By Nancy Davidoff Kelton

It takes a village to raise a child. It took me forever to appreciate my mother. Now years after her death, I can embrace her spirit and legacy.

In 2000, I brought my then beau, a well-dressed CEO with a fine coat of polish—a card-carrying mother-pleaser—to the nursing home to meet her. Sitting in the living area while he made calls, I asked, “Do you like him?”

“What I like doesn’t matter. You’re the one who has to go for him and maybe eventually sleep with him.”

“Right.” I cracked up. At 52, I wasn’t about to spill the details of my present or “eventual” sex life, but I recognized how human my mother, a proper lady with a list of “shoulds,” truly was.

She reminded me my gut was always my best guide no matter who stuck in her two cents. I was eight and in a store, trying on a plaid dress I hated and she loved. “If you’re not sure, don’t buy it. You’re the one who’ll wear it.” We left without that dress.

At 12, I was on the phone with my first boyfriend in my parents’ bedroom while Mom sewed. I had remembered her advising my older sister that she should end phone conversations with boys. When I told Danny I had to go, he said, “I love you.” I said, “I love you” too. When we hung up, I panicked.

“Mom, I told Danny I loved him.”


“When I said I had to go, I’m not sure if he said ‘I love you’ or ‘I do, too.’ Now I feel like a jerk. Even if he does love me, I was forward saying it.”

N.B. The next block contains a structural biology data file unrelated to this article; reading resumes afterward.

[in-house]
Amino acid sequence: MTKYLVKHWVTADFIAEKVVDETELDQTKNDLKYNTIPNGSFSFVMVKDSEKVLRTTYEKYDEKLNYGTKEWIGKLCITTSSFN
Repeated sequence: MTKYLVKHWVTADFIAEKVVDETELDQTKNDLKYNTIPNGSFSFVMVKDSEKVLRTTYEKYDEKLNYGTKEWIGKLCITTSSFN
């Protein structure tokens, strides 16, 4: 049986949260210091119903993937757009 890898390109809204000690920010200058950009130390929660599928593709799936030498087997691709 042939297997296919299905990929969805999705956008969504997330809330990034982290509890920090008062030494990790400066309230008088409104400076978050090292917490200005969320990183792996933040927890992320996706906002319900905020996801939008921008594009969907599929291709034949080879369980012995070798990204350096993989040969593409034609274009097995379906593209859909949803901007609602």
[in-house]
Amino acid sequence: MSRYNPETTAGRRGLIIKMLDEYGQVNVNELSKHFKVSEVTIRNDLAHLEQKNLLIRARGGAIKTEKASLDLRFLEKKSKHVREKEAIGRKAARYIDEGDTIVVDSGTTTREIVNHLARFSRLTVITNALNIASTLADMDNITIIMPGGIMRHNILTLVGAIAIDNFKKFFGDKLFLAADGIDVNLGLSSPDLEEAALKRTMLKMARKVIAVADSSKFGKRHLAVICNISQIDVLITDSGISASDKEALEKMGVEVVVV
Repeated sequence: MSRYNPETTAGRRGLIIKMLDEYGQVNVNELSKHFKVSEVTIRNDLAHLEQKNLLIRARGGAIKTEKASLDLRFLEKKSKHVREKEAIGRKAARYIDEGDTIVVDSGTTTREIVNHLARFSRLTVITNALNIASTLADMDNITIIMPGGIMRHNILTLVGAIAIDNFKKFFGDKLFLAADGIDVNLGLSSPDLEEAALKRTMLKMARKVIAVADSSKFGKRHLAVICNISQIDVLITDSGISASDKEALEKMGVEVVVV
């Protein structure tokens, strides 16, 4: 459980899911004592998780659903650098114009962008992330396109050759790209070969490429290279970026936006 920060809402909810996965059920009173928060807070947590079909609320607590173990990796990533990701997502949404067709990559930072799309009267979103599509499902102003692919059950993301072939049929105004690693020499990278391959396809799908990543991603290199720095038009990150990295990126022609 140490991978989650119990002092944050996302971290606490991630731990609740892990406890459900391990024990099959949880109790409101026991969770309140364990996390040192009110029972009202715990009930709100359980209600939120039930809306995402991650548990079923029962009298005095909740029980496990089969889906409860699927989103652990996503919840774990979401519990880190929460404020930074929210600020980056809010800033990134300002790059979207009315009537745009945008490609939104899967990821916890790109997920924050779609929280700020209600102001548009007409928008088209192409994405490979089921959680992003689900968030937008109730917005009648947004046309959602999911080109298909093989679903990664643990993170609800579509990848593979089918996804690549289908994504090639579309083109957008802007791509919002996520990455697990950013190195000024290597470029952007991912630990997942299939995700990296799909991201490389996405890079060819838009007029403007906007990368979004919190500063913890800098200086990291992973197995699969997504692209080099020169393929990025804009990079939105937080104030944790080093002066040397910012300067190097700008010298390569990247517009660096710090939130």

“He probably said it. If not, it’s nice you could. It’s hard to express certain things. You let him off the hook.”

And she did me. Another night years later, she told me to wait until I was married before going all the way.

“What if I fall for a garage mechanic?”

“You probably won’t.”

“But say I do, Mom.” At the time, I viewed the opposite sex as bad boys or bespectacled dorks.

“Then I guess it would be OK.”

“To sleep with him before we’re married?

“Just sleep with him,” she said.

The desire for a bad boy was not all Mom understood. In 1963, when I was a sulky, sassy teenager, and angry she was neither Betty Crocker nor working at an interesting job, I was watching my stupid soap opera when she appeared with a book. “Read this instead. It’s important. You’ll understand me and figure out your life better.” It was The Feminine Mystique, the groundbreaker I had read about. Wow! I ran to my room and dipped in.

The following day, I showed it to my friends. “My mother would never read that or allow me to,” one said.

I devoured the book, appreciating Betty Friedan’s message but my mother’s even more. We discussed it once while she cooked. I wish I had thanked her for sharing her frustrations and for guiding me to a fuller life.

I understood her better when I became a mother, my most important and challenging job.

After my divorce, when I began dating, I got that she understood me.

“I see why you like him,” she said about my first post-marital beau, who was more garage mechanic than nerd. “I doubt I’ll marry him.”

“I see that, too.” A pause. “If you tie the knot again, make sure that physical bond is there. Marriage is hard. That glue helps.”

“Do you have it with Daddy?”

She nodded. Even in their 80s, the attraction was apparent in their eyes, their touch, their laughter. Lucky them, I thought. I have that now. I brought a richer, fuller woman to my present husband. That glue is there. Thank you, Mom.

Nancy Davidoff Kelton, the author of seven books and numerous essays in the New York Times, New York Times Magazine, Boston Globe, Baltimore Sun, and other publications, teaches at the New School and Strand Bookstore.

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